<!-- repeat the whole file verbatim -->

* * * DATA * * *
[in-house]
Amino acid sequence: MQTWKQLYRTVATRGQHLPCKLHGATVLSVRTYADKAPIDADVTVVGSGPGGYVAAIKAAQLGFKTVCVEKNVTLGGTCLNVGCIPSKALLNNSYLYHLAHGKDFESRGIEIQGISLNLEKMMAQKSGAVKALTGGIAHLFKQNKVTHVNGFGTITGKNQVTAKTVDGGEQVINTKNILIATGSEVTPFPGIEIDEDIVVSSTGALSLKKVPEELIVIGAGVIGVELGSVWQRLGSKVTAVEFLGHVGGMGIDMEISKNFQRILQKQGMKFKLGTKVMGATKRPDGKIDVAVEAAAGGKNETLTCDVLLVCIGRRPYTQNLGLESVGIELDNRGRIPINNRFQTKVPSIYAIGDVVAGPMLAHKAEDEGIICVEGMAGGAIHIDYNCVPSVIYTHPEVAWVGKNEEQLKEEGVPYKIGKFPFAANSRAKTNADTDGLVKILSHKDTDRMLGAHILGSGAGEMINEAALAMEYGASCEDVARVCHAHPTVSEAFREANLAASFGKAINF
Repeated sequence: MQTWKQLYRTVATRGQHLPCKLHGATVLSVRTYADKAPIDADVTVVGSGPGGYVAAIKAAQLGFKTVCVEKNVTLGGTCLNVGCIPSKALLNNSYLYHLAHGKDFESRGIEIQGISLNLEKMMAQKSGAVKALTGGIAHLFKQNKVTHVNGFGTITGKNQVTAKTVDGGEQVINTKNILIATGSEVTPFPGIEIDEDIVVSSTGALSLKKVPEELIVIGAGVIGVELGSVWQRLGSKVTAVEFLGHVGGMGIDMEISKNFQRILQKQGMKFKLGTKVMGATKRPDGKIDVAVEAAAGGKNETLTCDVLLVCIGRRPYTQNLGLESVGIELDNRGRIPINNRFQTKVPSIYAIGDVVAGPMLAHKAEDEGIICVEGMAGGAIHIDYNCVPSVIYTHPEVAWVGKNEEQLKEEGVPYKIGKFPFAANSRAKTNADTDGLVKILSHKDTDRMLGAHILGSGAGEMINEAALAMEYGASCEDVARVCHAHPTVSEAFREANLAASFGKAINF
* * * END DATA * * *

[in-house]
Amino acid sequence: MQTWKQLYRTVATRGQHLPCKLHGATVLSVRTYADKAPIDADVTVVGSGPGGYVAAIKAAQLGFKTVCVEKNVTLGGTCLNVGCIPSKALLNNSYLYHLAHGKDFESRGIEIQGISLNLEKMMAQKSGAVKALTGGIAHLFKQNKVTHVNGFGTITGKNQVTAKTVDGGEQVINTKNILIATGSEVTPFPGIEIDEDIVVSSTGALSLKKVPEELIVIGAGVIGVELGSVWQRLGSKVTAVEFLGHVGGMGIDMEISKNFQRILQKQGMKFKLGTKVMGATKRPDGKIDVAVEAAAGGKNETLTCDVLLVCIGRRPYTQNLGLESVGIELDNRGRIPINNRFQTKVPSIYAIGDVVAGPMLAHKAEDEGIICVEGMAGGAIHIDYNCVPSVIYTHPEVAWVGKNEEQLKEEGVPYKIGKFPFAANSRAKTNADTDGLVKILSHKDTDRMLGAHILGSGAGEMINEAALAMEYGASCEDVARVCHAHPTVSEAFREANLAASFGKAINF
Repeated sequence: MQTWKQLYRTVATRGQHLPCKLHGATVLSVRTYADKAPIDADVTVVGSGPGGYVAAIKAAQLGFKTVCVEKNVTLGGTCLNVGCIPSKALLNNSYLYHLAHGKDFESRGIEIQGISLNLEKMMAQKSGAVKALTGGIAHLFKQNKVTHVNGFGTITGKNQVTAKTVDGGEQVINTKNILIATGSEVTPFPGIEIDEDIVVSSTGALSLKKVPEELIVIGAGVIGVELGSVWQRLGSKVTAVEFLGHVGGMGIDMEISKNFQRILQKQGMKFKLGTKVMGATKRPDGKIDVAVEAAAGGKNETLTCDVLLVCIGRRPYTQNLGLESVGIELDNRGRIPINNRFQTKVPSIYAIGDVVAGPMLAHKAEDEGIICVEGMAGGAIHIDYNCVPSVIYTHPEVAWVGKNEEQLKEEGVPYKIGKFPFAANSRAKTNADTDGLVKILSHKDTDRMLGAHILGSGAGEMINEAALAMEYGASCEDVARVCHAHPTVSEAFREANLAASFGKAINF